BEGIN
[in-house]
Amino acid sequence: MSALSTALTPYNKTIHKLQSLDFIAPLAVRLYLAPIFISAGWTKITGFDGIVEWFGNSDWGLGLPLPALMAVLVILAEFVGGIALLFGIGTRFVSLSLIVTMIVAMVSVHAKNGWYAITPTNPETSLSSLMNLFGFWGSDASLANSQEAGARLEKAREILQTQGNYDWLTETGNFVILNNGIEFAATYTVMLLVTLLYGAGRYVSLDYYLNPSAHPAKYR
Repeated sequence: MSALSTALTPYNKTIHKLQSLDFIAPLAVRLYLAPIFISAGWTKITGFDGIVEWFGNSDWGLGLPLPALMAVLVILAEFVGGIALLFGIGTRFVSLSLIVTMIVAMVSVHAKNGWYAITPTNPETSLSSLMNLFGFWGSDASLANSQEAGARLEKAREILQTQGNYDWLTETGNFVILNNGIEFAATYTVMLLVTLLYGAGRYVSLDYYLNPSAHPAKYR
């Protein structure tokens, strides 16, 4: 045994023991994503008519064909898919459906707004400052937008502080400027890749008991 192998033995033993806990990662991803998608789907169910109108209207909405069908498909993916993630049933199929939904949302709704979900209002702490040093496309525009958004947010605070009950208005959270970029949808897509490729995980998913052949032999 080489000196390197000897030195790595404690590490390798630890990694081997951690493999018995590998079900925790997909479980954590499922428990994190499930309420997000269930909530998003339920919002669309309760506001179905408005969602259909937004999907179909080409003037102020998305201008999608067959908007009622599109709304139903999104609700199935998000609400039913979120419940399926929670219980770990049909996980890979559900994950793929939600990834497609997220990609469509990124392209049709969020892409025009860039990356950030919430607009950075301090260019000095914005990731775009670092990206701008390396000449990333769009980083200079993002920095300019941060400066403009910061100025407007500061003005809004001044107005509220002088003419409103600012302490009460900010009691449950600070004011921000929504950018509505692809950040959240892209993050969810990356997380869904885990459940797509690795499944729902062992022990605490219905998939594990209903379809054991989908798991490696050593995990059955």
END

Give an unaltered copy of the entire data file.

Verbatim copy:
[in-house]
Amino acid sequence: MSALSTALTPYNKTIHKLQSLDFIAPLAVRLYLAPIFISAGWTKITGFDGIVEWFGNSDWGLGLPLPALMAVLVILAEFVGGIALLFGIGTRFVSLSLIVTMIVAMVSVHAKNGWYAITPTNPETSLSSLMNLFGFWGSDASLANSQEAGARLEKAREILQTQGNYDWLTETGNFVILNNGIEFAATYTVMLLVTLLYGAGRYVSLDYYLNPSAHPAKYR
Repeated sequence: MSALSTALTPYNKTIHKLQSLDFIAPLAVRLYLAPIFISAGWTKITGFDGIVEWFGNSDWGLGLPLPALMAVLVILAEFVGGIALLFGIGTRFVSLSLIVTMIVAMVSVHAKNGWYAITPTNPETSLSSLMNLFGFWGSDASLANSQEAGARLEKAREILQTQGNYDWLTETGNFVILNNGIEFAATYTVMLLVTLLYGAGRYVSLDYYLNPSAHPAKYR
């Protein structure tokens, strides 16, 4: 045994023991994503008519064909898919459906707004400052937008502080400027890749008991 192998033995033993806990990662991803998608789907169910109108209207909405069908498909993916993630049933199929939904949302709704979900209002702490040093496309525009958004947010605070009950208005959270970029949808897509490729995980998913052949032999 080489000196390197000897030195790595404690590490390798630890990694081997951690493999018995590998079900925790997909479980954590499922428990994190499930309420997000269930909530998003339920919002669309309760506001179905408005969602259909937004999907179909080409003037102020998305201008999608067959908007009622599109709304139903999104609700199935998000609400039913979120419940399926929670219980770990049909996980890979559900994950793929939600990834497609997220990609469509990124392209049709969020892409025009860039990356950030919430607009950075301090260019000095914005990731775009670092990206701008390396000449990333769009980083200079993002920095300019941060400066403009910061100025407007500061003005809004001044107005509220002088003419409103600012302490009460900010009691449950600070004011921000929504950018509505692809950040959240892209993050969810990356997380869904885990459940797509690795499944729902062992022990605490219905998939594990209903379809054991989908798991490696050593995990059955």